The Guaire River, a stinking open sewer that runs through the heart of Caracas, is where Augusto Rengil makes his living, alongside groups of other young, jobless men.
There may be nothing alive in the nauseating brown water except bacteria and microbes, but “you’ll be surprised by how many jewels go down the drain and end in the sewer,” says Rengil.
Wading knee-deep, he sieves the swirling water with a net and dumps the mess he finds on the bank to be picked through with the blade of a knife for anything of value.
Tomás Melo, 23, is by his side.
“We chose this part of the river because it has easier access and it isn’t too deep,” he explains. “We usually work in a group. We are five people, and what we get is shared among all of us.”
“We mainly find earrings and chains,” says Augusto, 21, who has been working in the Guaire River for four years, supporting his wife and child.
He opens up his palm to proudly show what he thinks is roughly 1.2 grams of metal.
Gold fetches the equivalent of roughly $23 per gram – the average haul after five or six hours of back-breaking work, he says.
That is good money when the minimum monthly wage is $31.
But in a country with a dizzying rate of inflation caused by fluctuating oil prices and failed economic policies – first under the late president Hugo Chávez and now his successor, Nicolás Maduro – that doesn’t buy much.
A loaf of bread costs the equivalent of just over a dollar, and a kilo of meat roughly a third of the minimum wage.
Working the river that flows close to the Palacio de Miraflores, the seat of government, may be profitable – but it’s not for the faint-hearted.
“The smell here is unbearable and you can never get rid of it,” says Vladimir Pérez, 25. “Skin infections are very common, as well as gastroenteritis when you swallow some water.
“But the most dangerous thing is when the river suddenly rises because of the rain – then you can be dragged under and drown.”
The Francisco Fajardo highway passes close to the Guaire and is the ideological fault line of the city.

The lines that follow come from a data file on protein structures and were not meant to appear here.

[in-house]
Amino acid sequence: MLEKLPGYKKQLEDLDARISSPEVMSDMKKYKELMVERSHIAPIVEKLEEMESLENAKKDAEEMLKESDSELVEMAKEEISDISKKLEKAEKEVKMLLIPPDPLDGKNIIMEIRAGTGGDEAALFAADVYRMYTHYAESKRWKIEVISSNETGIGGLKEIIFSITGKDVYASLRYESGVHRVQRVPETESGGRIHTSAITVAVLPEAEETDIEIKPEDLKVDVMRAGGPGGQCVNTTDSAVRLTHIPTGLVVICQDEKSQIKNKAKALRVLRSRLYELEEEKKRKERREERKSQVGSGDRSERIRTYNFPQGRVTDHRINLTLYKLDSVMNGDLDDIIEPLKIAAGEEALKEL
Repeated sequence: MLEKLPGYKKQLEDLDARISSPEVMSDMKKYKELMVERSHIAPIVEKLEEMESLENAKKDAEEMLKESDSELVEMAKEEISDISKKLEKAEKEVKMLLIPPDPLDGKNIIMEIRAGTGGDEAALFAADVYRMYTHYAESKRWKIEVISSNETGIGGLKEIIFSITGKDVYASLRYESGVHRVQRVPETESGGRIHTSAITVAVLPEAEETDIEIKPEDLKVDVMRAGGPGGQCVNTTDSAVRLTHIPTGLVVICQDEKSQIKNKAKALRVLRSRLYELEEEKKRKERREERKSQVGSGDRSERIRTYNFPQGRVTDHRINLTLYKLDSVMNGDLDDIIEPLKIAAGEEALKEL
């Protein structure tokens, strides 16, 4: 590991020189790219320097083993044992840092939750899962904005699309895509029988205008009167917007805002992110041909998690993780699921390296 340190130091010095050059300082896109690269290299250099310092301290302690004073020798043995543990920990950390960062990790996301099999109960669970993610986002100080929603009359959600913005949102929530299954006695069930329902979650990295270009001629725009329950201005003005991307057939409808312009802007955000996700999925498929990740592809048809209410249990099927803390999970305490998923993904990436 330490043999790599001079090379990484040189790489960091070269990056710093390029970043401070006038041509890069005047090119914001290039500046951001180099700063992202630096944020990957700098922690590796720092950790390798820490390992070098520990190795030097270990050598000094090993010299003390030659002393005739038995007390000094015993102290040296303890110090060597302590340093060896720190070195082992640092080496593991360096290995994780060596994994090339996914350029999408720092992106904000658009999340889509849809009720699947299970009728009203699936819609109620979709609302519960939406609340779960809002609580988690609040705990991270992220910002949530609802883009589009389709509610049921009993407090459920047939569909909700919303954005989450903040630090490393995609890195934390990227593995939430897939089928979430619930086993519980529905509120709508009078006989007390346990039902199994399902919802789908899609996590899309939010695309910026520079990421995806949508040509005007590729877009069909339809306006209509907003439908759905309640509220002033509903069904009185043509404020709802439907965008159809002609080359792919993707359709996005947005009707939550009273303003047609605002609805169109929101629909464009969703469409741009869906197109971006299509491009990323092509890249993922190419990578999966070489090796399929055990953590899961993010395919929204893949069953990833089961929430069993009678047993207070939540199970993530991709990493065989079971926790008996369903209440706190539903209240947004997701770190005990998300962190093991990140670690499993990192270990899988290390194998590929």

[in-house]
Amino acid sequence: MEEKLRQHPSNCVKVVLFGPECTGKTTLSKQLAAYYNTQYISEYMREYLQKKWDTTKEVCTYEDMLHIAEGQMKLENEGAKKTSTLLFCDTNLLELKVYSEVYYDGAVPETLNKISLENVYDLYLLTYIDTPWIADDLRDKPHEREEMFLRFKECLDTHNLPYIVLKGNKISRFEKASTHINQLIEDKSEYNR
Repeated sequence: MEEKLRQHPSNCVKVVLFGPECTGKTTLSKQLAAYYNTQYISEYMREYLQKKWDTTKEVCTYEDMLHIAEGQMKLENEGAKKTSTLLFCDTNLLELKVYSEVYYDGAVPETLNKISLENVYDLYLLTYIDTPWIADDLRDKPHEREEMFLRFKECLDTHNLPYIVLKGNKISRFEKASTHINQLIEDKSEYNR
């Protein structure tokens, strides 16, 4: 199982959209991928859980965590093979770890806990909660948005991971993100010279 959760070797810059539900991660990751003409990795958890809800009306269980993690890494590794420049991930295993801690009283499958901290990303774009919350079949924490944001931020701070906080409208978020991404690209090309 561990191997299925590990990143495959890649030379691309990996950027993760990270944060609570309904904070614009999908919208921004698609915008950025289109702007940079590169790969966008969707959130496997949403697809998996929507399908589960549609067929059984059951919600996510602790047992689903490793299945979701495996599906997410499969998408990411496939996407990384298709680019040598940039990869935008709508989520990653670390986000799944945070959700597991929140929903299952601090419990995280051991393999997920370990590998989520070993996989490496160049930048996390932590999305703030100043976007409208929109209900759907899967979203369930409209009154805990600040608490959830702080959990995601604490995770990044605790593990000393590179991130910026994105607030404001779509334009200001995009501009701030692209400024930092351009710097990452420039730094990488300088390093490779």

The western side of the highway is pro-government, the home of state institutions, the city centre, and the poorest neighborhoods of Caracas – a solid Chavista base.
To the east are the headquarters of the banks, big business, and the residential areas that are the heart of the opposition that battled Chavez throughout his presidency, until his death in office in 2013.
In the late afternoon, when the supermarkets and malls in the eastern districts start to throw away their expired food and the leftovers from the restaurants, people begin to gather around the trash bins.
“I know the quality of the food by its smell and colour,” says Adriana as she sorts through pieces of discarded fruit and a roast chicken.
Her friend holds a one-and-a-half-year-old baby. Its skin is covered in scabs, symptomatic of poor hygiene and malnutrition.
“This country used to be very rich; now we are very poor,” says one man as he eats a salvaged chocolate cake, still in its packaging.
To fight shortages and the booming black market, the government created the Local Committee of Supply and Production to distribute basic necessities in what was once the region’s economic powerhouse.
The idea is that everyone should have a ration of rice, corn flour, and oil, with priority given to the poorest.
But that safety net doesn’t apply to people like Adriana and her friend with the infant. They live on the streets and so are unregistered.
The system is also undermined by corruption and arbitrary distribution, as well as the poor quantity of the food provided.
The bottom line is that hardship no longer differentiates between chavistas and opposition supporters. Venezuelans are increasingly united in their poverty.
“I live in the street now, but I still visit my family. I left them because I didn’t want to be a burden,” says El Blanquito, a 23-year-old man who doesn’t want to give his real name.
“Three years ago everything was cheaper – there were more jobs, good salaries,” he says with nostalgia.
“There are women with two and three kids [living on the streets]. I can barely take care of myself, how [do they]?”
In a hiding place under a bridge of the Francisco Fajardo highway, a group of homeless people – some of them hooked on drugs – is cooking a meal of rice and meat.
“All we get comes from garbage,” says Germán as he stirs the stew. “We are six people living here and we do not let anyone else here.”
It wasn’t always like this for Germán. “I used to live down there, by the river. I had a kitchen and a woman. I could have a bath… “
The noise of cars crossing overhead is constant and the air full of exhaust fumes. Reaching Germán’s shelter requires climbing one of the bridge pylons next to the river, and then a bit of acrobatics to swing into a concrete cavity under the bridge.
Life is exceptionally tough out on the streets.
“El Blanquito hasn’t come today,” Germán says as he points to a trail of blood by the river bank. “It seems that he stabbed a man here yesterday and the police might be looking for him.”
Venezuela’s crisis is more than just humanitarian. Violence goes hand-in-hand with hardship as the underpinnings of state and society erode.
Either way, it’s in the Guaire River where many of the victims end up.